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    DNA has a famous and distinct structure that obeys all the laws of chemistry. This structure gives DNA the ability to store complex information and pass it on to future generations.

    The structure of DNA

    The structure of DNA was figured out by James Watson and Francis Crick in 1953. They had some help from the chemists Rosalind Franklin and Maurice Wilkins who used a technique called X-ray crystallography to get information about the structure of DNA.

    They found that DNA is made up of two strands of nucleotides that join together and wrap around each other to form a double helix.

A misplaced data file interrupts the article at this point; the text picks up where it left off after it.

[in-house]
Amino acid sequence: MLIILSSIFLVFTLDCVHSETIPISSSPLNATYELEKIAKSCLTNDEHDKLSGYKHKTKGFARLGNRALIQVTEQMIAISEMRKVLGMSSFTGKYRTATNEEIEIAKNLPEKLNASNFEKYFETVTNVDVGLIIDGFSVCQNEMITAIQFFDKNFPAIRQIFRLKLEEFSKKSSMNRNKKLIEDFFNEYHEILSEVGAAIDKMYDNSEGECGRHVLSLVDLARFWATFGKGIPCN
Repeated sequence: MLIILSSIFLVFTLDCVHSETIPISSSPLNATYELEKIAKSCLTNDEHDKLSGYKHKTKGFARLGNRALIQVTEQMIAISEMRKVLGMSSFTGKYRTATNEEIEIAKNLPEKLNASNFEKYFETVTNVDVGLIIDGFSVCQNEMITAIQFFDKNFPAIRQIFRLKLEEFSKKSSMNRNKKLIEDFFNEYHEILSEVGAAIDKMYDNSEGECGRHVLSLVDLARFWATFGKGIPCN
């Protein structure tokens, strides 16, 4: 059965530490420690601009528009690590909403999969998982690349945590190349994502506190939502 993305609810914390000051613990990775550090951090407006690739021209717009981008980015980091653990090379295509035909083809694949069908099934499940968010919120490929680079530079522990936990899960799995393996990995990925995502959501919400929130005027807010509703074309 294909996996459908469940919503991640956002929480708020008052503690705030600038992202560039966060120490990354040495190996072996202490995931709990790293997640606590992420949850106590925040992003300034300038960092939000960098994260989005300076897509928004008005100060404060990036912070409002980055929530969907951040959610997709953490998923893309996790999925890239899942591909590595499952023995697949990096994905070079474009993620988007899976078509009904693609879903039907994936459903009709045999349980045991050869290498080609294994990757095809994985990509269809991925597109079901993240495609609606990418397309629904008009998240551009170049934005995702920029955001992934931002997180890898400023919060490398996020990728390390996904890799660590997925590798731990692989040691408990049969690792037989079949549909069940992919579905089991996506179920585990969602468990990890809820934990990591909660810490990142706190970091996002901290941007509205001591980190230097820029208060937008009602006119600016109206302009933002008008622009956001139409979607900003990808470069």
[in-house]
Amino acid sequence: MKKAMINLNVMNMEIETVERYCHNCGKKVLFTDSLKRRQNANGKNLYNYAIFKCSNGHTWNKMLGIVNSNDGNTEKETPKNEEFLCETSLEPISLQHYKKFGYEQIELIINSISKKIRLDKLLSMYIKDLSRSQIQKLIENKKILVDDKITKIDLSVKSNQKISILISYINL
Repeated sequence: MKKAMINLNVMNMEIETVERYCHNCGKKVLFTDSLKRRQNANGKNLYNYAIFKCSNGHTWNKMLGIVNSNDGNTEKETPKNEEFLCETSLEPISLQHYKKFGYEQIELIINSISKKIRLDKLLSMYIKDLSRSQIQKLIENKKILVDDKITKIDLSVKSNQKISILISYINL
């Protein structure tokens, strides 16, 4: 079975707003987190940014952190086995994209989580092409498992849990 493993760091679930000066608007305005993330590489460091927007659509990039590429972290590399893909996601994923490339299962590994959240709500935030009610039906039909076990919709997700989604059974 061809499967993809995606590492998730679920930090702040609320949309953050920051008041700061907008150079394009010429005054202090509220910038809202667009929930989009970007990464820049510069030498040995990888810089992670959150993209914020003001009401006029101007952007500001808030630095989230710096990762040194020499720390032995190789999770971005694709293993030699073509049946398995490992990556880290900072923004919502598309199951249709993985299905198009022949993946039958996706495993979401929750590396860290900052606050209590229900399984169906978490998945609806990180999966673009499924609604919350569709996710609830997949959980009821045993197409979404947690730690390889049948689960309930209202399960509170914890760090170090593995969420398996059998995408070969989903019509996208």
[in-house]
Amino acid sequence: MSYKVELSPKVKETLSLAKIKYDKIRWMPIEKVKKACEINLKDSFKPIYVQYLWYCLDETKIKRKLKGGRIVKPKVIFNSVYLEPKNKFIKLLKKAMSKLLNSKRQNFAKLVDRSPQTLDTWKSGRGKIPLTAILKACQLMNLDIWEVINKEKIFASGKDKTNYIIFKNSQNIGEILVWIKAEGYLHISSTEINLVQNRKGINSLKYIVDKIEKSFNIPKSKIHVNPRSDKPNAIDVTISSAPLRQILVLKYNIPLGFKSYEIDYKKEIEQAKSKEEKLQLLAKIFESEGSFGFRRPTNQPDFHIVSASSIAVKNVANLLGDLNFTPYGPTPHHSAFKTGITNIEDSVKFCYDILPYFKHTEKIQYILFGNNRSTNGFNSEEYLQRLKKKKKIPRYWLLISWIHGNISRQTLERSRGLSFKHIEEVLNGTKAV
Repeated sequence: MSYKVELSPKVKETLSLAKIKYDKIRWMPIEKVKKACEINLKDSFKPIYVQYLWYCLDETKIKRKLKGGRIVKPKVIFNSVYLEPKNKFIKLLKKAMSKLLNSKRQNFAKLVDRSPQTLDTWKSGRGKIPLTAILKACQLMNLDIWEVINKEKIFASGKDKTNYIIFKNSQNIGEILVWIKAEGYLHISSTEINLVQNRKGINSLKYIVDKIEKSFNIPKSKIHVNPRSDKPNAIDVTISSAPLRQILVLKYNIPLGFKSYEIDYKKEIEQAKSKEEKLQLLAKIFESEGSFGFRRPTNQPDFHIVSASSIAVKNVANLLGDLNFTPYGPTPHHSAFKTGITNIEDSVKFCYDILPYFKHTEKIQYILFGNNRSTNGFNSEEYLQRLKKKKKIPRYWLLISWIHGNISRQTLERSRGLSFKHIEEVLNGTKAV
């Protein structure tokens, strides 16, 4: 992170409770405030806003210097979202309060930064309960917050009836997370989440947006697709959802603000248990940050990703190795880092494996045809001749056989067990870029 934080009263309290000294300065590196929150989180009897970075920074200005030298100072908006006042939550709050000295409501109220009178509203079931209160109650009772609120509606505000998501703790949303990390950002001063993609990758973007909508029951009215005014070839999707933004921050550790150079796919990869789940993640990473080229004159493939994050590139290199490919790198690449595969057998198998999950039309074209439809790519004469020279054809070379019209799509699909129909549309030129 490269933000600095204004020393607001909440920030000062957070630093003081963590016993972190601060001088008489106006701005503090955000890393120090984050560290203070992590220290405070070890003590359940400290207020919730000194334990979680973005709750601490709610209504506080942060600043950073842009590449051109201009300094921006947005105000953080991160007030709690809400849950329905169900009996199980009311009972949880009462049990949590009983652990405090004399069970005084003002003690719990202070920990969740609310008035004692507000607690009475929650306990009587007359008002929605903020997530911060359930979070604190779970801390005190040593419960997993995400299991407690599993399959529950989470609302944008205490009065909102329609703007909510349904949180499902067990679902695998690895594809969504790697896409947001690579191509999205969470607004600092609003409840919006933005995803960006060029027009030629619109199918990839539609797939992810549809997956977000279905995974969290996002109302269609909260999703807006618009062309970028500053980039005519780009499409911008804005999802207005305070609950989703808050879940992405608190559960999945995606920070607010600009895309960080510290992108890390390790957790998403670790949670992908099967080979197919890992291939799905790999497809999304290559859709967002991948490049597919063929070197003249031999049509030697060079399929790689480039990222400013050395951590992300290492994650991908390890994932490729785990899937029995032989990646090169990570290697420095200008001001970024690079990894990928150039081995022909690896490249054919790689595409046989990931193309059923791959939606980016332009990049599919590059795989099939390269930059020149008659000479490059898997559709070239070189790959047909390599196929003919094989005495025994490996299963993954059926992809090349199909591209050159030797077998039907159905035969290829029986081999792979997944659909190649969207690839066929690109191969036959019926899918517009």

Why is DNA so special?

    The ability of DNA to encode large amounts of information is central to its role as the molecule of life. Also, the information contained in DNA can be copied and passed on to future generations. The structure of DNA enables it to store and replicate a wealth of information, which makes DNA a very unique and special type of molecule.

    Biological organisation

    Living organisms organise themselves in ways that work. This self-organisation makes them unique in the physical world. It is also what makes the chemistry and physics of cells interesting and such a challenge for biotechnologists to replicate.

    A research challenge

    The chemical pathways of cells are incredibly complex, which can make interpreting research findings very difficult.


      Published 4 February 2008 Referencing Hub articles